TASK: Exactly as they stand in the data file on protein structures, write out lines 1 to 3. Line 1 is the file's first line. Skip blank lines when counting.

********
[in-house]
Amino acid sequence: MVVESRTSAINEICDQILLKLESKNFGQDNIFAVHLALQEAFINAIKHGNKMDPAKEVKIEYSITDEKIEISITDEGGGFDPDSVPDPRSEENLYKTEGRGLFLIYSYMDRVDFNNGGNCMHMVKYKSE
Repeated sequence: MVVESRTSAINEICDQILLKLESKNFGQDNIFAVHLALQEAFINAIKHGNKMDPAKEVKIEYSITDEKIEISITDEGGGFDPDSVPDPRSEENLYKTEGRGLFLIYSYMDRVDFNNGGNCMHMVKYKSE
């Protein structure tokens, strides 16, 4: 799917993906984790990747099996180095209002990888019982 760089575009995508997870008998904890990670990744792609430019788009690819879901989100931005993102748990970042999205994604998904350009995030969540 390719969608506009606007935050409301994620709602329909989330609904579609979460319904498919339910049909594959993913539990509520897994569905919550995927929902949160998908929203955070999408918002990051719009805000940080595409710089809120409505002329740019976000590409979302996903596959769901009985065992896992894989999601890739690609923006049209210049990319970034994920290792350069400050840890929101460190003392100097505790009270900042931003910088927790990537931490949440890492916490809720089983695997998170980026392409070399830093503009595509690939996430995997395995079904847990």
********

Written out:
[in-house]
Amino acid sequence: MVVESRTSAINEICDQILLKLESKNFGQDNIFAVHLALQEAFINAIKHGNKMDPAKEVKIEYSITDEKIEISITDEGGGFDPDSVPDPRSEENLYKTEGRGLFLIYSYMDRVDFNNGGNCMHMVKYKSE
Repeated sequence: MVVESRTSAINEICDQILLKLESKNFGQDNIFAVHLALQEAFINAIKHGNKMDPAKEVKIEYSITDEKIEISITDEGGGFDPDSVPDPRSEENLYKTEGRGLFLIYSYMDRVDFNNGGNCMHMVKYKSE